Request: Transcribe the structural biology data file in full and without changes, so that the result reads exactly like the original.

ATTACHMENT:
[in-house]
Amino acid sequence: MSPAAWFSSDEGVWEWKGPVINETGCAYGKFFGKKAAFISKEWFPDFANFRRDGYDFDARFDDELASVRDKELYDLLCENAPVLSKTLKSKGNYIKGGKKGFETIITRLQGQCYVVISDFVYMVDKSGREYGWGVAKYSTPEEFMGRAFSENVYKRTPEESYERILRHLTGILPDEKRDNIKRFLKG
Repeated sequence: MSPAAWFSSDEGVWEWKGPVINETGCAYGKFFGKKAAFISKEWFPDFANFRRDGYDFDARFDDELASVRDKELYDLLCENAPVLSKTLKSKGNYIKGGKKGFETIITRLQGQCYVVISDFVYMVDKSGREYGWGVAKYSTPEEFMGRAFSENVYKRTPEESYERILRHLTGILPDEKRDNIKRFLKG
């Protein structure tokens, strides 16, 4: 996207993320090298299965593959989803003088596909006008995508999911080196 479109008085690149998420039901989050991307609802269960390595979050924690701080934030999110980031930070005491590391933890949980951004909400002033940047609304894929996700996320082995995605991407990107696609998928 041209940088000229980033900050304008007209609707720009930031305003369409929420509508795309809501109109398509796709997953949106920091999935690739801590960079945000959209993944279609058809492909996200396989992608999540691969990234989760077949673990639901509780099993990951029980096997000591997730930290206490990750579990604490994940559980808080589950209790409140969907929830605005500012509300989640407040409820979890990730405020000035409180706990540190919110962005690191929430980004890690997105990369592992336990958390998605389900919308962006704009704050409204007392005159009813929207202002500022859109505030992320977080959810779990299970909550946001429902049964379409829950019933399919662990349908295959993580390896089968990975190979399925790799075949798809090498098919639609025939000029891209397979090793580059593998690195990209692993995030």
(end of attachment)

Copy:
[in-house]
Amino acid sequence: MSPAAWFSSDEGVWEWKGPVINETGCAYGKFFGKKAAFISKEWFPDFANFRRDGYDFDARFDDELASVRDKELYDLLCENAPVLSKTLKSKGNYIKGGKKGFETIITRLQGQCYVVISDFVYMVDKSGREYGWGVAKYSTPEEFMGRAFSENVYKRTPEESYERILRHLTGILPDEKRDNIKRFLKG
Repeated sequence: MSPAAWFSSDEGVWEWKGPVINETGCAYGKFFGKKAAFISKEWFPDFANFRRDGYDFDARFDDELASVRDKELYDLLCENAPVLSKTLKSKGNYIKGGKKGFETIITRLQGQCYVVISDFVYMVDKSGREYGWGVAKYSTPEEFMGRAFSENVYKRTPEESYERILRHLTGILPDEKRDNIKRFLKG
């Protein structure tokens, strides 16, 4: 996207993320090298299965593959989803003088596909006008995508999911080196 479109008085690149998420039901989050991307609802269960390595979050924690701080934030999110980031930070005491590391933890949980951004909400002033940047609304894929996700996320082995995605991407990107696609998928 041209940088000229980033900050304008007209609707720009930031305003369409929420509508795309809501109109398509796709997953949106920091999935690739801590960079945000959209993944279609058809492909996200396989992608999540691969990234989760077949673990639901509780099993990951029980096997000591997730930290206490990750579990604490994940559980808080589950209790409140969907929830605005500012509300989640407040409820979890990730405020000035409180706990540190919110962005690191929430980004890690997105990369592992336990958390998605389900919308962006704009704050409204007392005159009813929207202002500022859109505030992320977080959810779990299970909550946001429902049964379409829950019933399919662990349908295959993580390896089968990975190979399925790799075949798809090498098919639609025939000029891209397979090793580059593998690195990209692993995030």